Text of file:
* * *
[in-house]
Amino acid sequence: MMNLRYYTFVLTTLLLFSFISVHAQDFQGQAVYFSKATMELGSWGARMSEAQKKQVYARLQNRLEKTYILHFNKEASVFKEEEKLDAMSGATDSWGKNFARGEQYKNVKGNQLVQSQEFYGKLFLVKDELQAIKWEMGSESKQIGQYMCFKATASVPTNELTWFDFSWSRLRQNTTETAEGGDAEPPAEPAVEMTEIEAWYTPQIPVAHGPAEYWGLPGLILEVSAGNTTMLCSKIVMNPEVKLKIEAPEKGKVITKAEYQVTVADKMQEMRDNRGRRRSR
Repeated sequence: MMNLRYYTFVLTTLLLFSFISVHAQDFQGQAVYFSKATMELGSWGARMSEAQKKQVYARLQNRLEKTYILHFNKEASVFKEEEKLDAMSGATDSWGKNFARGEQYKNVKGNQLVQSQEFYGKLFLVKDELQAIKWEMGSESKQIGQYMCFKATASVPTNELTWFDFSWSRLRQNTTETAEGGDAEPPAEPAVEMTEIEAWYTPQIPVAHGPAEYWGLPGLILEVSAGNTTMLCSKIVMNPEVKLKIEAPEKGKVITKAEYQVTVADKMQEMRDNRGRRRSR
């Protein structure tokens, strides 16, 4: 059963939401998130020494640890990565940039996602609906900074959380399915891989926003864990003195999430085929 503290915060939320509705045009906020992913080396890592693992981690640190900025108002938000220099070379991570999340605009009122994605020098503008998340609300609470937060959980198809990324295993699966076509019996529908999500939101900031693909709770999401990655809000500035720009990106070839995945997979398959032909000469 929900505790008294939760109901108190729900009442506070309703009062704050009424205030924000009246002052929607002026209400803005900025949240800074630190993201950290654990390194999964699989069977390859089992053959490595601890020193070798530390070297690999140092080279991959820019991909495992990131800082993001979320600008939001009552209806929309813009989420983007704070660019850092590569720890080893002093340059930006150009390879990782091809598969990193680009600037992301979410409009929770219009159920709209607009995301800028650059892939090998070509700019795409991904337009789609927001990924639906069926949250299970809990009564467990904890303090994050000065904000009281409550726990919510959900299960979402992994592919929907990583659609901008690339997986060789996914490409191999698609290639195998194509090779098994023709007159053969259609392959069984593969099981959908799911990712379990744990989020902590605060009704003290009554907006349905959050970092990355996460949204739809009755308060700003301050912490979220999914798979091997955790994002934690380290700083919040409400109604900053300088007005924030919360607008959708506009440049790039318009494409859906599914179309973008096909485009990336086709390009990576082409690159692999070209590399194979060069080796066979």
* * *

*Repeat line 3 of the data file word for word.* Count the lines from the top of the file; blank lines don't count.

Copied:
Repeated sequence: MMNLRYYTFVLTTLLLFSFISVHAQDFQGQAVYFSKATMELGSWGARMSEAQKKQVYARLQNRLEKTYILHFNKEASVFKEEEKLDAMSGATDSWGKNFARGEQYKNVKGNQLVQSQEFYGKLFLVKDELQAIKWEMGSESKQIGQYMCFKATASVPTNELTWFDFSWSRLRQNTTETAEGGDAEPPAEPAVEMTEIEAWYTPQIPVAHGPAEYWGLPGLILEVSAGNTTMLCSKIVMNPEVKLKIEAPEKGKVITKAEYQVTVADKMQEMRDNRGRRRSR